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3 Answers

up vote 3 down vote accepted

To get perl to be recognized, you must add C:\Perl64\bin to the PATH environment variable. Go to Control Panel > System > Advanced System Settings > Environment Variables. Edit the line containing PATH in the top box marked User variables for <user>, and add ;C:\Perl64\bin (note the semicolon) to the end. Be sure not to corrupt anything that's already there.

The problems you are left with in your latest edit - Global symbol requires explicit package name - are because you have added use strict (a very good thing to do) and you haven't declared your variables. Also the line #i/Perl64/bin -w won't do anything and may as well be removed. Write this instead

use strict; 
use warnings;

my $DNA1 = 'ATTTGGTAAAATGTATA';
my $DNA2 = 'TTTTGGGTTTGAAAT';

print "Here are two DNA fragments: \n\n";
print $DNA1,  "\n\n"; 
print $DNA2,  "\n\n"; 

my $DNA3 = "$DNA1$$DNA2"; 
print "$DNA3\n\n";
share|improve this answer
    
nice ...my first lession is helping me to create curiousity for the language...I did not get results in last command - my $DNA3 = "$DNA1$$DNA2"; print "$DNA3\n\n"; there is an error " Can't use string ("TTTTGGGTTTGAAAT") as a SCALAR ref while "strict refs" in use at C:\myperllessions\dnacon1.plx line 11." –  jon Feb 26 '12 at 16:29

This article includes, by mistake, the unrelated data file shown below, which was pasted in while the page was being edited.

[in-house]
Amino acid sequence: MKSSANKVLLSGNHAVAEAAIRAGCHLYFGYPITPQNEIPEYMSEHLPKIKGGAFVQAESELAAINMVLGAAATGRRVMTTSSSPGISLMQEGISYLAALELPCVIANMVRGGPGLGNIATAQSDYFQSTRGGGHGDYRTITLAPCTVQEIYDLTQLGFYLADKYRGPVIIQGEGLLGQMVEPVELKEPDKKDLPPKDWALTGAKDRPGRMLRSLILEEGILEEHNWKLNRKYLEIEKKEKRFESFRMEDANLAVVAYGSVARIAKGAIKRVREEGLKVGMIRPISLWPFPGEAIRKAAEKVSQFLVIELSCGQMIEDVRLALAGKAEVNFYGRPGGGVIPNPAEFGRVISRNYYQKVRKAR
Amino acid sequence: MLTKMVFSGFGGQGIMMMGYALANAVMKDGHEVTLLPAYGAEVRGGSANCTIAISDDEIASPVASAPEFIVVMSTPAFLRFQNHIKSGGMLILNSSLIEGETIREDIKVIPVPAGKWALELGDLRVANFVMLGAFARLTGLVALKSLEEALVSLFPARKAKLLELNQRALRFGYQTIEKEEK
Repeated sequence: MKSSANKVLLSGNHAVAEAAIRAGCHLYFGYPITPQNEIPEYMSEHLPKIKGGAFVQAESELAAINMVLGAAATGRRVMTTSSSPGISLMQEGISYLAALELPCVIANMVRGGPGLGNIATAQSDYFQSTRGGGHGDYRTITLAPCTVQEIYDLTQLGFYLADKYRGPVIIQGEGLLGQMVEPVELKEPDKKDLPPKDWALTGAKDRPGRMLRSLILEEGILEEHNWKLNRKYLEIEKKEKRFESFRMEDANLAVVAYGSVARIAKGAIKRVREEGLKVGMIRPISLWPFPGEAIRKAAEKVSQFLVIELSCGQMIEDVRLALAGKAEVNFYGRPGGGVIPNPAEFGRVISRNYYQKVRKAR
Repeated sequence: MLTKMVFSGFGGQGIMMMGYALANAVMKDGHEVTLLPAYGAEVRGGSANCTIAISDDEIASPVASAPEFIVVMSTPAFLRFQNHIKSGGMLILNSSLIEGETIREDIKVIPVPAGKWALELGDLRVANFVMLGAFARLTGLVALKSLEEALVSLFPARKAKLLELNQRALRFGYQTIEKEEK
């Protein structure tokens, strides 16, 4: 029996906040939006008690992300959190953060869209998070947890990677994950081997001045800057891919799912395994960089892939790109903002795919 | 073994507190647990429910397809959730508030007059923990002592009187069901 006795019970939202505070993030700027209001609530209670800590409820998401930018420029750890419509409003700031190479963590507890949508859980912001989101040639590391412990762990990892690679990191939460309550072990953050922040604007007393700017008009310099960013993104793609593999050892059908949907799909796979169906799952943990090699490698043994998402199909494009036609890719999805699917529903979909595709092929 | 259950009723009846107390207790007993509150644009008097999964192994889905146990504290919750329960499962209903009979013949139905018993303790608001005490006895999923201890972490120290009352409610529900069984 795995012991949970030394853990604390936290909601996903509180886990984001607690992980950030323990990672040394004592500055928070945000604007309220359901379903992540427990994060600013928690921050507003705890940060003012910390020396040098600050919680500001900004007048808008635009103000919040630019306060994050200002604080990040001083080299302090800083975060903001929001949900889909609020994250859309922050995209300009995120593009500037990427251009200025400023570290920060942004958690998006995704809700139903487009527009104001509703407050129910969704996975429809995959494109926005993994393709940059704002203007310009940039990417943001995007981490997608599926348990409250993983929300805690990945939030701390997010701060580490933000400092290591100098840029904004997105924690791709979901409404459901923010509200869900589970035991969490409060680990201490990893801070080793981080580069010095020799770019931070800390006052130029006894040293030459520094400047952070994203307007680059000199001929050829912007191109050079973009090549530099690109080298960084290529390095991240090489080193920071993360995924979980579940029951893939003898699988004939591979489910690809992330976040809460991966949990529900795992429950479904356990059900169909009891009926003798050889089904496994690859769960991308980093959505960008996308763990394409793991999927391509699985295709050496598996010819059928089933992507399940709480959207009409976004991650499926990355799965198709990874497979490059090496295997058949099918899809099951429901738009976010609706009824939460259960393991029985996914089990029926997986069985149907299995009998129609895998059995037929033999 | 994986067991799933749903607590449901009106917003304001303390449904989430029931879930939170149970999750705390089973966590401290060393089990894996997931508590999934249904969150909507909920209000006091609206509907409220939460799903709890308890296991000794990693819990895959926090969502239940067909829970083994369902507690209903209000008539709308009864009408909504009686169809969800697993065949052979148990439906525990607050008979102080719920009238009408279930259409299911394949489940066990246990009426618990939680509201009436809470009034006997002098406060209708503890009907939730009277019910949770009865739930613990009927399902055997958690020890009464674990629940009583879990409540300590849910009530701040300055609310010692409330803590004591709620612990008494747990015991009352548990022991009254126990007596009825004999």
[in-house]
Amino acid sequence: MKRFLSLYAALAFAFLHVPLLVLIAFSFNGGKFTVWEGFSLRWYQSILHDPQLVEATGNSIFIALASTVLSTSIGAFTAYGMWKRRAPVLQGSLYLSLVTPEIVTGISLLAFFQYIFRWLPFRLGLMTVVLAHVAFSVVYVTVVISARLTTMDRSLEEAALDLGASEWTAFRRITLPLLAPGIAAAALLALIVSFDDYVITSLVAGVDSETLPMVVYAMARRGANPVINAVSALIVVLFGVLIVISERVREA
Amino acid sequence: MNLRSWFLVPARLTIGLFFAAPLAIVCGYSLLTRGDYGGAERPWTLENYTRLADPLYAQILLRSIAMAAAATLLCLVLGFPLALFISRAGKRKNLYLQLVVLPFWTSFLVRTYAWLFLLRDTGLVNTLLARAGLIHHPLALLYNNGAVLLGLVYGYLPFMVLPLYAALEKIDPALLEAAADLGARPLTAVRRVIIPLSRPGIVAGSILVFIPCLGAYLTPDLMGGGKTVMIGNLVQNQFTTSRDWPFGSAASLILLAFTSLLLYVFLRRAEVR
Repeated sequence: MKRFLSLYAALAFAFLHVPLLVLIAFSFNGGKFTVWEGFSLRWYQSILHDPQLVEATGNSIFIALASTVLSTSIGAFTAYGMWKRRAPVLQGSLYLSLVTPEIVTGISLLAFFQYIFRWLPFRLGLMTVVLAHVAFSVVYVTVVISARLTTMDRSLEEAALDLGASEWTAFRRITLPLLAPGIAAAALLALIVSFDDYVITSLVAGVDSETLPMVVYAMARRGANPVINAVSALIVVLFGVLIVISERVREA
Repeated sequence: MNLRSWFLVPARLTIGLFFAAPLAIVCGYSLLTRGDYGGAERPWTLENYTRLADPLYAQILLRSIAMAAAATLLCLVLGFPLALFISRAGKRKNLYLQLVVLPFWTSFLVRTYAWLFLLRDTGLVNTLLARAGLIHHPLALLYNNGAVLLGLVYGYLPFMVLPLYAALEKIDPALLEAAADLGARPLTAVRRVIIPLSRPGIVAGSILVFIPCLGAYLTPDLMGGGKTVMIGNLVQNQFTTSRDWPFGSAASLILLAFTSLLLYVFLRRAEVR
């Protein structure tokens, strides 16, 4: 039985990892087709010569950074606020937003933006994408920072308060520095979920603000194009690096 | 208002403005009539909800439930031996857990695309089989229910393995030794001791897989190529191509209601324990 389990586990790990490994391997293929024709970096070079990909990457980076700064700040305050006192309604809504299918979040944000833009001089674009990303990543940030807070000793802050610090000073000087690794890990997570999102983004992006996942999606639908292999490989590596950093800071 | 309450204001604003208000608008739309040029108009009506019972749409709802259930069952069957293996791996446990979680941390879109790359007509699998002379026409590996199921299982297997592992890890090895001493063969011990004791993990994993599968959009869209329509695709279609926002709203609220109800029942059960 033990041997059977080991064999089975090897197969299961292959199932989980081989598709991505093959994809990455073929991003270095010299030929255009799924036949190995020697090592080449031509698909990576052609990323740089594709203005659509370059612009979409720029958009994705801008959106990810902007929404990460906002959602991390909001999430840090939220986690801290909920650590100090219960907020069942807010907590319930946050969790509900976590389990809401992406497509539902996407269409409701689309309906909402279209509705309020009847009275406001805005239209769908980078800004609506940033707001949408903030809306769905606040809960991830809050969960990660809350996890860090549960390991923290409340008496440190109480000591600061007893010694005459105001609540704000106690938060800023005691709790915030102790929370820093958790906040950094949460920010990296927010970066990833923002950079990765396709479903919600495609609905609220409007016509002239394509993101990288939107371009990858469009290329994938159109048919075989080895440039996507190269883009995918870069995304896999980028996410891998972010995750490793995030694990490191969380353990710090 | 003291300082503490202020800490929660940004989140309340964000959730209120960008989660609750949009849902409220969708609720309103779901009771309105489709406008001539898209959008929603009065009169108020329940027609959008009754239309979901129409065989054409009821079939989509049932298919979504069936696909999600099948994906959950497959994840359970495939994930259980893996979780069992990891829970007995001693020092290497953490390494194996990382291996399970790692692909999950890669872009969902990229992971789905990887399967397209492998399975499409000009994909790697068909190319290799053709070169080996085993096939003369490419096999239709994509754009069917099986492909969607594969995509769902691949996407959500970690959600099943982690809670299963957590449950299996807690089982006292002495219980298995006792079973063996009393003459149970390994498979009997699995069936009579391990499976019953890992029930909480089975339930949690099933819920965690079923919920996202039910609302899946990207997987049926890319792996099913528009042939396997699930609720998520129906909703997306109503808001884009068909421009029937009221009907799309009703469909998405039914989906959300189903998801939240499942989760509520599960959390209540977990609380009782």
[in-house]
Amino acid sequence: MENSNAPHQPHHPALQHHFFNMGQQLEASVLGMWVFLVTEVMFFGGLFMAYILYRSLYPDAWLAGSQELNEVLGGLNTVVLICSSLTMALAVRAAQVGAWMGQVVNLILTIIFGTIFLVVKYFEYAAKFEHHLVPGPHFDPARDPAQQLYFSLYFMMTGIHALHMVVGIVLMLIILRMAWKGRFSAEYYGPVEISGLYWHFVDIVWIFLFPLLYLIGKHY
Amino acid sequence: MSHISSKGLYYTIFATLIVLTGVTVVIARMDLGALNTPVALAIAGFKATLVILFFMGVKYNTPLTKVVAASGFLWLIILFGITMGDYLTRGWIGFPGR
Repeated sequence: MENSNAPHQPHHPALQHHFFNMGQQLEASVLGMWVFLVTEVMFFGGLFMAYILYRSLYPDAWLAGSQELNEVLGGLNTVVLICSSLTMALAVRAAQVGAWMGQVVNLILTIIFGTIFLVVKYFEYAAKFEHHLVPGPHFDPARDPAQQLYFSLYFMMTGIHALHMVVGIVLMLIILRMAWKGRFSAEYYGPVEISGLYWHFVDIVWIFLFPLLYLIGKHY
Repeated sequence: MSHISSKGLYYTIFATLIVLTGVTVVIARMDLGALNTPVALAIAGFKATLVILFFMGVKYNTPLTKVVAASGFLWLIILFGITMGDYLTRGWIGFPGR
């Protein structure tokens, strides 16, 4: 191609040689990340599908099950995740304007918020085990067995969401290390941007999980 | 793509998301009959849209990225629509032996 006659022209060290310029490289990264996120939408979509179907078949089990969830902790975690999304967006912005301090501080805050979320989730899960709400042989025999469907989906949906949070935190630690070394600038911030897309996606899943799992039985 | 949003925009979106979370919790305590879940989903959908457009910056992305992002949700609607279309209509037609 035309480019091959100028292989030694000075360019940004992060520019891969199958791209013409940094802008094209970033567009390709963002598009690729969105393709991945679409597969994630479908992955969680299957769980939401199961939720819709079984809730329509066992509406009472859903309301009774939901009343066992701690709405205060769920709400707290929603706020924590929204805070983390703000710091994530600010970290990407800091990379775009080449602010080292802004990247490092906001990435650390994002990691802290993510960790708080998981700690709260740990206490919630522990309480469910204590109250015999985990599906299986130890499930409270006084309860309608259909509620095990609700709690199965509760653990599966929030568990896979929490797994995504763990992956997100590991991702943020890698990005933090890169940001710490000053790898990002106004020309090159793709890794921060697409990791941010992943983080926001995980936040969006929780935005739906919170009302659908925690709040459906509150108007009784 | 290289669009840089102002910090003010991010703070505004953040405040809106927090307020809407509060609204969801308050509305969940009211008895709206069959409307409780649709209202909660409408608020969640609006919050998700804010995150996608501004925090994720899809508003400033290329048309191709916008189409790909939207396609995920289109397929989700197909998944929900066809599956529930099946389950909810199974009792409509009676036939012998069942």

That line should be updated, either with my $DNA3 = "$DNA1\$$DNA2"; or with my $DNA3 = "$DNA1$"."$DNA2" (would prefer the first one). The reason why it gives an error is because parser tries to interpolate the longest string available - effectively ${$DNA2}, the symbolic reference, which is effectively disabled earlier (by use strict). –  raina77ow Feb 26 '12 at 16:41
    
I suppose it was just a typo, though, as you'd probably intend to just concatenate both strings. Then, again, you may write as my $DNA3 = "$DNA1$DNA2"; or, a bit more readable, my $DNA3 = $DNA1 . $DNA2; –  raina77ow Feb 26 '12 at 16:46
    
And, by the way, you probably want to write #! instead of #i. The first is so-called hash-bang, used to indicate what program should be used to process the file; afaik, it's of little use at Win platform, though. –  raina77ow Feb 26 '12 at 16:49
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Did you try out Strawberry perl? It takes care of setting up the environment vars for you.

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An environment variable may not be set up yet. Since I no longer use Windows, I cannot give you the exact step by step instructions, but I can tell you, that somewhere in System Properties, you'll find a place to edit the environment variables. Edit the path variable and append 'C:\Perl64\bin\' to it.

P.S.:This is assuming that when you cd to the said path, you are able to run the perl program. If not, something is wrong with the installation. Try re-installing Perl.